Session title: Statistical Inference for High-Dimensional Data
Organizer: Jeff Simonoff (NYU)
Chair: Jeff Simonoff (NYU)
Time: June 5th, 3:15pm – 4:45pm
Location: VEC 1302
Speech 1: Quantile Regression for big data with small memory
Speaker: Xi Chen (NYU)
Abstract: In this talk, we discuss the inference problem of quantile regression for a large sample size $n$ (and a diverging dimensionality p) but under a limited memory constraint, where the memory can only store a small batch of data of size $m$. A popular approach, the naive divide-and-conquer method, only works when $n=o(m^2)$ and is computationally expensive. This talk proposes a novel inference approach and establishes the asymptotic normality result that achieves the same efficiency as the quantile regression estimator computed on all the data. Essentially, our method can allow arbitrarily large sample size $n$ as compared to the memory size $m$. Our method can also be applied to address the quantile regression under distributed computing environment (e.g., in a large-scale sensor network) or for real-time streaming data.
Speech 2: Inference after cross-validation
Speaker: Joshua Loftus (NYU)
Abstract: We described a method for performing inference on models chosen by cross-validation. When the test error being minimized in cross-validation is a residual sum of squares it can be written as a quadratic form. This allows us to apply the inference framework in Loftus et al. (2016) for models determined by quadratic constraints to the model that minimizes CV test error. Our only requirement on the model training procedure is that its selection events are regions satisfying linear or quadratic constraints. This includes both Lasso and forward stepwise, which serve as our main examples throughout. We do not require knowledge of the error variance. The overall procedure is a computationally intensive method of selecting models adaptively and performing inference for the selected model.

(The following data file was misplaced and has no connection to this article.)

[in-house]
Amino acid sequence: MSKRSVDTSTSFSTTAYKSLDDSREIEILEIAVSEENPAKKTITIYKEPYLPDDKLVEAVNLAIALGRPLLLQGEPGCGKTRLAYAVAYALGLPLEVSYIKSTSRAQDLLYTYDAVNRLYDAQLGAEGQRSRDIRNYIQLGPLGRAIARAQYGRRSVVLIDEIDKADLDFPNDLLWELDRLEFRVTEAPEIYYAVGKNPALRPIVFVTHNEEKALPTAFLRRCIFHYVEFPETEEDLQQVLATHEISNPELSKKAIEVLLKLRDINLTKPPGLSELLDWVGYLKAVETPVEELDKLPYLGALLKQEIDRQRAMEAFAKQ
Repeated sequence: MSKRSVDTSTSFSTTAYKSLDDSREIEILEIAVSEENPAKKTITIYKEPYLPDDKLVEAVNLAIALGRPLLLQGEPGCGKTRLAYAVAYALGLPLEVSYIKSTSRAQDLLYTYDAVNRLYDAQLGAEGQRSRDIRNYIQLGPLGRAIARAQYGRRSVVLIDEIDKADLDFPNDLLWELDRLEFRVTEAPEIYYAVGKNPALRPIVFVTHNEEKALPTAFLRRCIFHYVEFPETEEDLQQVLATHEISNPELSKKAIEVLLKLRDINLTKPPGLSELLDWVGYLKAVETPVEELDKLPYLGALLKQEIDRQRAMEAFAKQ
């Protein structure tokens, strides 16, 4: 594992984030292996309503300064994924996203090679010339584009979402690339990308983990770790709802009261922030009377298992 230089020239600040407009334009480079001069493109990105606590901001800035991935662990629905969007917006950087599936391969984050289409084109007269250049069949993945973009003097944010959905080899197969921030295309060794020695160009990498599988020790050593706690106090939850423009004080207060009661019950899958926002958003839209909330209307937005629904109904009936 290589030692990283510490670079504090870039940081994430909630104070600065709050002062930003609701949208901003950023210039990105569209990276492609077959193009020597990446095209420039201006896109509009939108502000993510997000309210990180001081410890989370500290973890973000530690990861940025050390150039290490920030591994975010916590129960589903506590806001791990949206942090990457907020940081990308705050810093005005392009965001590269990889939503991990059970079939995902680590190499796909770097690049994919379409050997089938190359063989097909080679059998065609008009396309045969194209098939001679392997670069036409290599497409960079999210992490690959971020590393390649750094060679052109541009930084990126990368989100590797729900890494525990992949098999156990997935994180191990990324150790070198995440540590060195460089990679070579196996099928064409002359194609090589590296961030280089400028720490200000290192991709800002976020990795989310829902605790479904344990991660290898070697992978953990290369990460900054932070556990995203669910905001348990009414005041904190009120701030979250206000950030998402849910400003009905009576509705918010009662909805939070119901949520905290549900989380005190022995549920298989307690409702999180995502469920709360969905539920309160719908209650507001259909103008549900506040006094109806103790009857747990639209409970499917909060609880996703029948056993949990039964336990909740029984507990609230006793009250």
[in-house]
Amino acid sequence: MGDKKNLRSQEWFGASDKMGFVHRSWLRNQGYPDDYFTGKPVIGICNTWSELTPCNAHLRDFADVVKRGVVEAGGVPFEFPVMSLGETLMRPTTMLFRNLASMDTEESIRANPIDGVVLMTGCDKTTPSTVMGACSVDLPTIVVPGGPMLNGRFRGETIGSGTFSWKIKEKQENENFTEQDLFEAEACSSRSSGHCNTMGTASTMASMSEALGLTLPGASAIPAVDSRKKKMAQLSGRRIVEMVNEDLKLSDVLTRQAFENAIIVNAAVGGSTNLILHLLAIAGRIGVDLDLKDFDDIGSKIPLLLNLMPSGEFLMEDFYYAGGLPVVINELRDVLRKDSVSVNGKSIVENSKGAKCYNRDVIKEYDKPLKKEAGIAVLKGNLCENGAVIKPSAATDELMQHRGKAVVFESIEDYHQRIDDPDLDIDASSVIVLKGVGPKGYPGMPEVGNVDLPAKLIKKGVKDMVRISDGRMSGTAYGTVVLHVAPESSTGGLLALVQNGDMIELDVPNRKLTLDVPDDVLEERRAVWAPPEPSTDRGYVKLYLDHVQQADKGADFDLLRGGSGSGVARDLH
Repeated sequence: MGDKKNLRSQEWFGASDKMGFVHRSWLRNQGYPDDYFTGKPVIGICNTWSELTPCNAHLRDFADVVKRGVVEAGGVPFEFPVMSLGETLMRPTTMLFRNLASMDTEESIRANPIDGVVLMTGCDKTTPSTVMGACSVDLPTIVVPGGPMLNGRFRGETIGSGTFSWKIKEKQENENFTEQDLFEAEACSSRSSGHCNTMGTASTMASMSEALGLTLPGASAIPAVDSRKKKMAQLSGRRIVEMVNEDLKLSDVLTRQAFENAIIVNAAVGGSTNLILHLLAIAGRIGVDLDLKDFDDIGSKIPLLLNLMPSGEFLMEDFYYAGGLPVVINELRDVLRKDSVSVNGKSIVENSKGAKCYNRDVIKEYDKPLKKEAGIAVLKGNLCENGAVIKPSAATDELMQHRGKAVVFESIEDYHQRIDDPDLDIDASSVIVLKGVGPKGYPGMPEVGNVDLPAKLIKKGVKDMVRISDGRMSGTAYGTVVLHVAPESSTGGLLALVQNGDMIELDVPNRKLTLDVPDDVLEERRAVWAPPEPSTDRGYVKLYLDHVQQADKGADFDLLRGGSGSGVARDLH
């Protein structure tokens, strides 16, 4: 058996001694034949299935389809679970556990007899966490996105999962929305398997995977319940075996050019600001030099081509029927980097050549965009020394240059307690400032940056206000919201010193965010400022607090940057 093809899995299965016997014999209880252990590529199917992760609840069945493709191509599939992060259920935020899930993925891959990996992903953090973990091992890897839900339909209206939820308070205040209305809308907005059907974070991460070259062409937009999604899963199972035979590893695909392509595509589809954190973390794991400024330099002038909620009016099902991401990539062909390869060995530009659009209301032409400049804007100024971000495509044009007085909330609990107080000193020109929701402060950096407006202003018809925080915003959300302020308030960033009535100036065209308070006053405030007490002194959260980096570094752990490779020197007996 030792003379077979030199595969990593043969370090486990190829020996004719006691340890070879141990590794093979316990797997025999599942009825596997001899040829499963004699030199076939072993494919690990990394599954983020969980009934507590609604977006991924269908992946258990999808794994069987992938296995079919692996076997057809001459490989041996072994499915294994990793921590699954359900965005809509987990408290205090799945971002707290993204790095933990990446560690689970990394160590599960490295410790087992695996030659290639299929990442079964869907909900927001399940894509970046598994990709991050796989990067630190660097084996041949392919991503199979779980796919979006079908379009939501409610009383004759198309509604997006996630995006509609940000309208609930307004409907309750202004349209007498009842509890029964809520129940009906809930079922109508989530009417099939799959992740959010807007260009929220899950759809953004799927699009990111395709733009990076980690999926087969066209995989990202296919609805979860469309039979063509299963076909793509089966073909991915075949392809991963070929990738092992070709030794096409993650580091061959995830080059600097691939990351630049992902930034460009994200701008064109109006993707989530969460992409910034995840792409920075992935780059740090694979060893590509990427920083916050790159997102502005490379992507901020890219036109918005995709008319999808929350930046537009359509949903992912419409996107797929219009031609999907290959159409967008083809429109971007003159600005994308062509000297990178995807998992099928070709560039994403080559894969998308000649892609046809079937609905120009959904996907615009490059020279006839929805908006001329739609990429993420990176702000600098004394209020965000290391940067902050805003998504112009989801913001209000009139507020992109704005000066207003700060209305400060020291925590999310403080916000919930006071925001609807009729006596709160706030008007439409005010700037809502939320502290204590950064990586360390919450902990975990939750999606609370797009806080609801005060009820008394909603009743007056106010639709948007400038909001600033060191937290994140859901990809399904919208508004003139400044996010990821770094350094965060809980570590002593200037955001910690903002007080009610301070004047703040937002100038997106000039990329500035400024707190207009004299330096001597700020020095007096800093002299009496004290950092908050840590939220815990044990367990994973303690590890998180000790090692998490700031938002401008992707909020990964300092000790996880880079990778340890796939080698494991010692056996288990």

Speech 3: Optimal estimation of Gaussian mixtures via denoised method of moments
Speaker: Yihong Wu (Yale)
Abstract: The Method of Moments is one of the most widely used methods in statistics for parameter estimation, obtained by solving the system of equations that match the population and estimated moments. However, in practice and especially for the important case of mixture models, one frequently needs to contend with the difficulties of non-existence or non-uniqueness of statistically meaningful solutions, as well as the high computational cost of solving large polynomial systems. Moreover, theoretical analysis of method of moments are mainly confined to asymptotic normality style of results established under strong assumptions.